When implementing the functionality of abstract data structures, it becomes necessary to have an array whose size is not known at compile time. This is problematic in languages like C and C++ where the size of an array must be known when compiling in order to calculate how bih the stack frame must be. The solution is to forgo having the array existing on the stack and not even dedicate space at compile time for the array. Instead, the array is created during runtime once the size of the array can be determined. This is known as dynamic memory allocation. A special region in a process's memory is dedicated for these kinds of allocations, called the heap, while a memory allocator keeps track of this space's usage. How the allocator handles memory that is no longer in use and situations in which a region must be resized depends on how it is implemented. In addition, the memory allocator has to balance how much memory that it uses for record keeping while also minimizing the amount of CPU cycles required to manage the memory region it has been given.
In ANSI C, the standard library provides a memory allocator for general purpose use in programs. Dynamic memory allocation is performed through the malloc() library call in which the caller passes the desired size of the allocation and it returns a pointer to the allocated memory region. It must be noted that malloc does not initalize the returned memory region with any value, so the caller must initalize the array itself. However, the standard library also provides the calloc() library call in which the allocated memory is initalized with zero in every byte. Resizing of an allocation is performed using the realloc() and reallocarray() library calls, which will either grow the allocation in place or move the allocation to a space in which the new size can fit. The program must signify to the allocator that an memory region is to be marked free through the free() libary call. Should it fail to notify the allocator that an allocation is no longer in use before all of its references go out of scope, it will become impossible to access the underlying data or use the space it took up; a memory leak.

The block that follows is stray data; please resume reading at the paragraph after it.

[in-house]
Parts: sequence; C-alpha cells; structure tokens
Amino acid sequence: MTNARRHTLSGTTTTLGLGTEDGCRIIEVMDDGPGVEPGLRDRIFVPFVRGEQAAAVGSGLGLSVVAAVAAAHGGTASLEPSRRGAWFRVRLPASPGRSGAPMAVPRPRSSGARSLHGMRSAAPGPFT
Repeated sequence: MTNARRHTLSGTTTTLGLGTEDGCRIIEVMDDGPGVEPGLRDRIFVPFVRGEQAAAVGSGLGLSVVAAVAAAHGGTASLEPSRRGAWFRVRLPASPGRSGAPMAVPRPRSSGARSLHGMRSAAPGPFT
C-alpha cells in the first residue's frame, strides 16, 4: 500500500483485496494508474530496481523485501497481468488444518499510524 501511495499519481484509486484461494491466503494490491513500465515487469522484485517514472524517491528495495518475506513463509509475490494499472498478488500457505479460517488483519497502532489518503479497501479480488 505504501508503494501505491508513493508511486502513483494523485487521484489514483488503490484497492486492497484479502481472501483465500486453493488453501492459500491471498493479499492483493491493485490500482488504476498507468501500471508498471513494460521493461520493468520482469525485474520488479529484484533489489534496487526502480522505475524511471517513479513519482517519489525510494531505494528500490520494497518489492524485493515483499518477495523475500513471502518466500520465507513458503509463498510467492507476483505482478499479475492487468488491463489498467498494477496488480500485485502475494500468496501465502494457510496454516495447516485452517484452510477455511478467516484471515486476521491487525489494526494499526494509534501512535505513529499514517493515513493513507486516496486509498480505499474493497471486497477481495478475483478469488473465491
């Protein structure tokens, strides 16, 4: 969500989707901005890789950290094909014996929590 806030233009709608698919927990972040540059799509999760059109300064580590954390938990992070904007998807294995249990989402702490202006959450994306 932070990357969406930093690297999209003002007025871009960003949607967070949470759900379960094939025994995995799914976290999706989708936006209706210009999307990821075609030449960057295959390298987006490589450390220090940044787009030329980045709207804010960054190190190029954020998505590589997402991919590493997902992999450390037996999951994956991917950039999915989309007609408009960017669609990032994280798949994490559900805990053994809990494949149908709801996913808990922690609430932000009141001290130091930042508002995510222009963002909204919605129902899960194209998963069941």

Other languages' standard libraries can provide memory allocators or additional data structures for dynamic allocation using other techniques. Rather returning a pointer as a reference to the allocation, languages like C++ and Rust provide smart references that determines when the underlying memory allocation can be freed by detecting when all of its references have gone out of scope. Runtime languages like those running on the Java Virtual Machine or Microsoft's Common Language Interface also provide smart pointers, but wait to free the unused memory regions until a scheduled batch process occurs known as a garbage collection. Higher order languages like Python and Lua completely abstract away that dynamic allocation is occuring by only allowing abstract data structures to be created by the programmer, allowing for their implementation to handle the underlying allocations needed transparently.
In practice, abstract data structures do not allocate in the same way. It is possible to categorize them into two groups based on how they allocate. For data structures like vectors and smart strings, a single allocation is made at its creation and then resized as data is either added or removed. This is the first group. The second group consists of data structures like linked lists and trees, where many allocations and frees are requested, but each allocation is fixed in size. Rather than handling dynamic allocation request using one method, abstract data structures could instead give hints to the allocator as to what kind of allocations it should be making. Such an allocator could then be constructed to take advantage of these hints and optimize accordingly. This is what this paper aims to demonstrate.